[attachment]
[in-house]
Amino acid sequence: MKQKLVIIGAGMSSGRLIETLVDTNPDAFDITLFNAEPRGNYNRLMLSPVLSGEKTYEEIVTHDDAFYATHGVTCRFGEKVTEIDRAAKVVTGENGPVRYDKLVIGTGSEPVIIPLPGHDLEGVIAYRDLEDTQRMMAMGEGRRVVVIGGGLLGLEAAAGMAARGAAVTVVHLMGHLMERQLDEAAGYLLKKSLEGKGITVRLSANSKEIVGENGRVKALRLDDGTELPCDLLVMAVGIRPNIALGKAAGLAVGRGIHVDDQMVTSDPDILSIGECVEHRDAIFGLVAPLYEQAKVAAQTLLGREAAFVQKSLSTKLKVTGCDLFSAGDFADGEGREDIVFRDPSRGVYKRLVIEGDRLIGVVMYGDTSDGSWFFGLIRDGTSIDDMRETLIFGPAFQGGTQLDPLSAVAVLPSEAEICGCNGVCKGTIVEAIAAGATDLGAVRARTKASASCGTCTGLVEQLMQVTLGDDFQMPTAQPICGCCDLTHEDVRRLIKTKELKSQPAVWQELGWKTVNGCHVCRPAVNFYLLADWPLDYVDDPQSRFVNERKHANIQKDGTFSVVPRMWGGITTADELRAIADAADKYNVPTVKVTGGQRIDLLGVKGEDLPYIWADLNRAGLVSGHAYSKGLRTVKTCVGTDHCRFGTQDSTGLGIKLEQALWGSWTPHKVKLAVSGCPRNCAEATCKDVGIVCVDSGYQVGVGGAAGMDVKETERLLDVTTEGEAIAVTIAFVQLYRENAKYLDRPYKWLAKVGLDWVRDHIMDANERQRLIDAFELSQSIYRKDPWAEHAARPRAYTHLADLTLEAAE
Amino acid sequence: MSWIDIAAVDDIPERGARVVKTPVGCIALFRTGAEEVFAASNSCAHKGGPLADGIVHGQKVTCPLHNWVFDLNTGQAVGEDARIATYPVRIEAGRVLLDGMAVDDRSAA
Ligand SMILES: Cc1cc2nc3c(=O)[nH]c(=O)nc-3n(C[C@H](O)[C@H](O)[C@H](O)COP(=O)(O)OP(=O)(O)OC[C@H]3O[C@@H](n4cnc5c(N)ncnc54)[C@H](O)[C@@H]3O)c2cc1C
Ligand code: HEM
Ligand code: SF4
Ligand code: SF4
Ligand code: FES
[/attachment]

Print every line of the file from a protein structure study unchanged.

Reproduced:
[in-house]
Amino acid sequence: MKQKLVIIGAGMSSGRLIETLVDTNPDAFDITLFNAEPRGNYNRLMLSPVLSGEKTYEEIVTHDDAFYATHGVTCRFGEKVTEIDRAAKVVTGENGPVRYDKLVIGTGSEPVIIPLPGHDLEGVIAYRDLEDTQRMMAMGEGRRVVVIGGGLLGLEAAAGMAARGAAVTVVHLMGHLMERQLDEAAGYLLKKSLEGKGITVRLSANSKEIVGENGRVKALRLDDGTELPCDLLVMAVGIRPNIALGKAAGLAVGRGIHVDDQMVTSDPDILSIGECVEHRDAIFGLVAPLYEQAKVAAQTLLGREAAFVQKSLSTKLKVTGCDLFSAGDFADGEGREDIVFRDPSRGVYKRLVIEGDRLIGVVMYGDTSDGSWFFGLIRDGTSIDDMRETLIFGPAFQGGTQLDPLSAVAVLPSEAEICGCNGVCKGTIVEAIAAGATDLGAVRARTKASASCGTCTGLVEQLMQVTLGDDFQMPTAQPICGCCDLTHEDVRRLIKTKELKSQPAVWQELGWKTVNGCHVCRPAVNFYLLADWPLDYVDDPQSRFVNERKHANIQKDGTFSVVPRMWGGITTADELRAIADAADKYNVPTVKVTGGQRIDLLGVKGEDLPYIWADLNRAGLVSGHAYSKGLRTVKTCVGTDHCRFGTQDSTGLGIKLEQALWGSWTPHKVKLAVSGCPRNCAEATCKDVGIVCVDSGYQVGVGGAAGMDVKETERLLDVTTEGEAIAVTIAFVQLYRENAKYLDRPYKWLAKVGLDWVRDHIMDANERQRLIDAFELSQSIYRKDPWAEHAARPRAYTHLADLTLEAAE
Amino acid sequence: MSWIDIAAVDDIPERGARVVKTPVGCIALFRTGAEEVFAASNSCAHKGGPLADGIVHGQKVTCPLHNWVFDLNTGQAVGEDARIATYPVRIEAGRVLLDGMAVDDRSAA
Ligand SMILES: Cc1cc2nc3c(=O)[nH]c(=O)nc-3n(C[C@H](O)[C@H](O)[C@H](O)COP(=O)(O)OP(=O)(O)OC[C@H]3O[C@@H](n4cnc5c(N)ncnc54)[C@H](O)[C@@H]3O)c2cc1C
Ligand code: HEM
Ligand code: SF4
Ligand code: SF4
Ligand code: FES